This Is The Best Way to Dry Wet Leather Shoes
The rain may ruin a lot of things—your commute, your hair, your social plans – don’t let it ruin your leather boots too.
Shoe expert Adam Derrick, designer and founder of To Boot New York, gave us a 3-step plan to save your kicks.
1. Take off the drenched duds.
Ball up some paper towels and stuff them into your boots.
2. Turn the boots on their sides (never sole down) to let the air circulate freely—this minimises drying time.
And if you’re thinking about pulling out a hair dryer or placing them near a heater to speed it up, stop right there.
Going au naturale is your best bet. The heat from a dryer can warp the leather and twist your shoe out of shape. And don’t leave them next to a fire or other type of heat source. High heat can cause the leather to dry too quickly and crack.
3. Wait until your boots are dry, and then use a wooden shoe tree to restore the shape. Wooden shoe trees also absorb moisture from the shoe and help to prevent shoe odour.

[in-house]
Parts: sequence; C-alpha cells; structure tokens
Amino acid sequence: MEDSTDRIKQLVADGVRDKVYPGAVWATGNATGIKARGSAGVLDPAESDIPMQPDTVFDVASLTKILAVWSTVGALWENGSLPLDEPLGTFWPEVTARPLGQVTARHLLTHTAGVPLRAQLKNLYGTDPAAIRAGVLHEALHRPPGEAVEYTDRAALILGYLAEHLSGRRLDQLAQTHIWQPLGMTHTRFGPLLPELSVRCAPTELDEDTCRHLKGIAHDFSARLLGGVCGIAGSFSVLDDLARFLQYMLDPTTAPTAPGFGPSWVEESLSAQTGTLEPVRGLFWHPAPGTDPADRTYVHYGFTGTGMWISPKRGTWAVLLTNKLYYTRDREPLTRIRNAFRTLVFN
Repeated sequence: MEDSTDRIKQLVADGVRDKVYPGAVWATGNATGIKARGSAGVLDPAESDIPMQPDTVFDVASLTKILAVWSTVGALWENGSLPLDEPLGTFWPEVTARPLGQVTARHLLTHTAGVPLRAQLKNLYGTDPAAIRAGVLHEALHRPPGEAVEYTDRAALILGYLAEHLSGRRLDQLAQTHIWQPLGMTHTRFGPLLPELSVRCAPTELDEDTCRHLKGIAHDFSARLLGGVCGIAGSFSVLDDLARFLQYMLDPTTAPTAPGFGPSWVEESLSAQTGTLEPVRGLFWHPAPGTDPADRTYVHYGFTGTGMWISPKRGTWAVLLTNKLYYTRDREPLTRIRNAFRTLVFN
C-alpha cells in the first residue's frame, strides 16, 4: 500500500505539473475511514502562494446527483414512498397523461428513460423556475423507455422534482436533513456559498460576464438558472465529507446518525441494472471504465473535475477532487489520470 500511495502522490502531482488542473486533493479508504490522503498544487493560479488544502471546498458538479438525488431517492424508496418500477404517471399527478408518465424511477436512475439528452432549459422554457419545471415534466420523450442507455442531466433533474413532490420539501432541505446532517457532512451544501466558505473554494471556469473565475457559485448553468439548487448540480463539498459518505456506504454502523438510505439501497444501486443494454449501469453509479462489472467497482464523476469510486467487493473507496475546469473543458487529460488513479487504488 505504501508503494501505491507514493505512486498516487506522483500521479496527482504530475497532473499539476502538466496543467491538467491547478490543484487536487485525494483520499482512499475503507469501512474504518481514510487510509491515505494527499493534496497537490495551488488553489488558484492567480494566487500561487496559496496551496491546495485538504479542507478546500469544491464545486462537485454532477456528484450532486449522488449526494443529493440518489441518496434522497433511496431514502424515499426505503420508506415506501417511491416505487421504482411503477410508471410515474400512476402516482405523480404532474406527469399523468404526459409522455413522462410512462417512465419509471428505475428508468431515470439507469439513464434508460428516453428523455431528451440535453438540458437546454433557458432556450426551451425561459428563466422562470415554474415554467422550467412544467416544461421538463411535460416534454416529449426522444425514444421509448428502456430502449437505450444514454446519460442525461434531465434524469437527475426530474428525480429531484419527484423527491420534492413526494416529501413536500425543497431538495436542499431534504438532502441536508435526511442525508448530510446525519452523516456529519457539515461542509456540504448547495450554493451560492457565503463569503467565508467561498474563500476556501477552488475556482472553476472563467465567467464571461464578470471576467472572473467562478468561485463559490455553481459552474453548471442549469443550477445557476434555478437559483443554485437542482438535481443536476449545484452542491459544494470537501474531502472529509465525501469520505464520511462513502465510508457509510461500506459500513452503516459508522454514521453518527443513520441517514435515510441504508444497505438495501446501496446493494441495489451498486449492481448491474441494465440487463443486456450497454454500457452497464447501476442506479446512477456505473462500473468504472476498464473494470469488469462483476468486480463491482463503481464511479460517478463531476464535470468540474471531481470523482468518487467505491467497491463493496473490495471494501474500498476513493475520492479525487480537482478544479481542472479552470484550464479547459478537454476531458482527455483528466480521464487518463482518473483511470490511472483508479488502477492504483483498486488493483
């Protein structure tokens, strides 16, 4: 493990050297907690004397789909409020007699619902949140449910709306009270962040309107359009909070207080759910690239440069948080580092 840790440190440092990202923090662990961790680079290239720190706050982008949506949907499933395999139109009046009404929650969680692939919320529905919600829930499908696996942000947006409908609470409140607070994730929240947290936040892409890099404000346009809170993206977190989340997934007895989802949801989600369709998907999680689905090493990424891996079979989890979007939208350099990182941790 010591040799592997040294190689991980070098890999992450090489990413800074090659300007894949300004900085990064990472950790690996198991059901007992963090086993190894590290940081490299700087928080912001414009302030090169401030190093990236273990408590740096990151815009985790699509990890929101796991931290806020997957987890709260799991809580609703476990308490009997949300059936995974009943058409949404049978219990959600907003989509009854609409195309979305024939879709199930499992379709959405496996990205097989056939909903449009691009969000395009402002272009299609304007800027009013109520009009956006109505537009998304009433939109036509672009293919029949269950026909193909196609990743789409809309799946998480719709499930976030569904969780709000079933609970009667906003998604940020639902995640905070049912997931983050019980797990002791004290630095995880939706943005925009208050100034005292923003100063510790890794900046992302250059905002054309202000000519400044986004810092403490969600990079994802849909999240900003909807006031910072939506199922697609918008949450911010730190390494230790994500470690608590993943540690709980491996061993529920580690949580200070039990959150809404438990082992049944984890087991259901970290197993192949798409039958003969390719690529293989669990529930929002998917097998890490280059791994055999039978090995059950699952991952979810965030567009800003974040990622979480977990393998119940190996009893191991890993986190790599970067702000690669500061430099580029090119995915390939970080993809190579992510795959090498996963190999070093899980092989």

Soften the outside with a leather cream or lotion. If suede shoes get soaked, treat them the same way you would leather—just swap out the leather cream and use a suede brush to buff up the dry fabric.
Prevention is better than cure
While you can keep your kicks looking like new even if they’ve been put through the ringer (using the steps above), there’s much to be said for the old adage that prevention is better than cure. Here are some tips to keep in mind before heading out into the elements:
- Apply a waterproof spray over the leather before you leave the house.
- Boots need a day off. If you want your boots to last longer, never wear them for two or three consecutive days.
- You have to clean, polish and condition your leather boots on a regular basis. But it’s important to use a cleaning product that is suited to the shoe’s material.
Looking for some leather boots this winter? The Brusk Lace boot from Cat (also pictured above) should be in everybody’s wardrobe!